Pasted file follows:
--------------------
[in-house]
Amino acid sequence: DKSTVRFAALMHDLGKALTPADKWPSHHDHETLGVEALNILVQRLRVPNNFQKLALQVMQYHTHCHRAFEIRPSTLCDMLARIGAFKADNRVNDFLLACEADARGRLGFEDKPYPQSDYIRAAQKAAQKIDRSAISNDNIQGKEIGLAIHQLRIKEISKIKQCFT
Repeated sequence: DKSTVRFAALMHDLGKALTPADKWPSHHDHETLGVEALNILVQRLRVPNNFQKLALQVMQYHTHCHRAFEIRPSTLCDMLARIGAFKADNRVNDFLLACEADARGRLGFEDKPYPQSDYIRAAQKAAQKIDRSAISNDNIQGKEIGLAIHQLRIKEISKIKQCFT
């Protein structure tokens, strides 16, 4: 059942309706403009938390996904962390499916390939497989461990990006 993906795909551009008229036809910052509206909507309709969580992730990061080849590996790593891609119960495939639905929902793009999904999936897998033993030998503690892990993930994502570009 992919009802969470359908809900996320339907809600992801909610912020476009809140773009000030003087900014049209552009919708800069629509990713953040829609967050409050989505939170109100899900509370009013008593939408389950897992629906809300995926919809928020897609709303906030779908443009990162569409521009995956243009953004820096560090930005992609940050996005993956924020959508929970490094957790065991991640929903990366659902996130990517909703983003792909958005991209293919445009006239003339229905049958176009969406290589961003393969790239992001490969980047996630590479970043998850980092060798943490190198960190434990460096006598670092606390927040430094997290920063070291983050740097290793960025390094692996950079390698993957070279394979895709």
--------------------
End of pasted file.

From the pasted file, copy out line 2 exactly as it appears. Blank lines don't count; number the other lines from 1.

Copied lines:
Amino acid sequence: DKSTVRFAALMHDLGKALTPADKWPSHHDHETLGVEALNILVQRLRVPNNFQKLALQVMQYHTHCHRAFEIRPSTLCDMLARIGAFKADNRVNDFLLACEADARGRLGFEDKPYPQSDYIRAAQKAAQKIDRSAISNDNIQGKEIGLAIHQLRIKEISKIKQCFT